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ICANN Approves Addition of Generic Top-Level Domains

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Image by querkmachine on Flickr

ccTLDs (country code Top Level Domains) by querkmachine on Flickr

Despite opposition, ICANN has announced its approval of a plan that would drastically increase the number of generic top-level domains (gTLDs) available on the Internet. Right now, there are 22 gTLDs in existence, including .com, .org, and .edu, but within the next few years, possibly even late 2012, we may see up to hundreds more.

As we discussed back in May, the new domain suffixes could even include individual brands after the “dot” such as “.yourbrand.” Like all new gTLDs, such a “vanity” domain suffix won’t come cheap: purchasing one costs $185,000 and each will carry an annual renewal fee of $25,000.

But even for those who aren’t in the market for a personalized suffix, as CNET notes, the issue of trademarking comes up almost immediately in this discussion. Currently a popular technique for those registering domains is to buy up the “before the dot” name followed by the most likely suffix possibilities to ensure that customers get to the right site, regardless of which suffix they type.

For example, when domain shopping for YourBrand.com, in order to protect the YourBrand trademark, the owner might also consider buying YourBrand.net and YourBrand.biz and direct all addresses to the main .com site. This built-in certainty has the further effect of avoiding consumer confusion, should someone else (like a competitor) buy “YourBrand” with a suffix you haven’t secured. One can, in the event that someone other than you buys a domain with your brand’s name, appeal to ICANN through the Uniform Domain Name Resolution Policy, but this can take longer than simply buying up possible suffixes as early as possible.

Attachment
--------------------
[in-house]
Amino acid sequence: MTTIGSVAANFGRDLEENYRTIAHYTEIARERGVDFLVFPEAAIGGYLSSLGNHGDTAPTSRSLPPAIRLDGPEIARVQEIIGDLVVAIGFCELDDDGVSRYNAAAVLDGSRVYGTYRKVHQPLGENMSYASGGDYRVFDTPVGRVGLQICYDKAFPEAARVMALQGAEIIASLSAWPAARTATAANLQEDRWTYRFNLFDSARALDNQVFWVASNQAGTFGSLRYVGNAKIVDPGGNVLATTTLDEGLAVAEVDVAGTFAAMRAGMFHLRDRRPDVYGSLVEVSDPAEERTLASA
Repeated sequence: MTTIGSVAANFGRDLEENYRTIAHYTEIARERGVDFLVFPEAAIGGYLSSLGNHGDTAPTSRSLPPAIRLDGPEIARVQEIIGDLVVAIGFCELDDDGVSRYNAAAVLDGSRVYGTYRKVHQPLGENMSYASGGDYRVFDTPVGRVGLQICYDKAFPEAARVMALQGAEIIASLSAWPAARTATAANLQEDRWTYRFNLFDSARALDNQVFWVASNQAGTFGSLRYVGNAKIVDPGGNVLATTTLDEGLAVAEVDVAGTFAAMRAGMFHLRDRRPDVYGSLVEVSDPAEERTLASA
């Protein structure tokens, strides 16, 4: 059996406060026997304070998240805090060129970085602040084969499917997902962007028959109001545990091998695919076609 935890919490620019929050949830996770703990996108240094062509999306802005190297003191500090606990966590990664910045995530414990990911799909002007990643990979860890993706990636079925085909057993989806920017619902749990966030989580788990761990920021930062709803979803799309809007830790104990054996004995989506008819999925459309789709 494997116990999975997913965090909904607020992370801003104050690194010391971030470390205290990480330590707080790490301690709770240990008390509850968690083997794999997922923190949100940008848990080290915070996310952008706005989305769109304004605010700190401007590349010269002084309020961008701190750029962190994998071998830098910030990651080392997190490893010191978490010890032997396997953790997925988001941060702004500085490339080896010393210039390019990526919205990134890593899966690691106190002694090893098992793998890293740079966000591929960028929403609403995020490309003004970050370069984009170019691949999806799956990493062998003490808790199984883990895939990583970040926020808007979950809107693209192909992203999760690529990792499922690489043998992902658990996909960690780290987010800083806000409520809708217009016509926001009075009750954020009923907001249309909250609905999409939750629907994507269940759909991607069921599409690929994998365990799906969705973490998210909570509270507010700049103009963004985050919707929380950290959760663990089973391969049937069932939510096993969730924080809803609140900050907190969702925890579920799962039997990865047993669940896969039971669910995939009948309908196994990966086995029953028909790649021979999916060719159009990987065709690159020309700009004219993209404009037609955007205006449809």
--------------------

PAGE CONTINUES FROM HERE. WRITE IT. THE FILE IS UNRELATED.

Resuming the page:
With an infinite number of potential domain suffixes though, such an approach could get quite expensive and cumbersome. According to CNET, ICANN maintains that it is prepared for such a problem through a “trademark clearinghouse to track registered names” and severe consequences, including contract cancellation, for “a registrar that cooperates with a ‘bad actor.’”

Only time will tell. Follow progress at gTLDinitiative.onlytimewilltell. Ok, not really.

For more details on the ICANN decision, check out Mashable’s great summary of the “352-page draft” (PDF) New gTLD Applicant Guidebook (PDF) in the 9 Things You Need to Know About ICANN’s New Top Level Domains. You can also go to http://www.icann.org/ for ICANN’s own account.

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June 22nd, 2011 at 11:17 am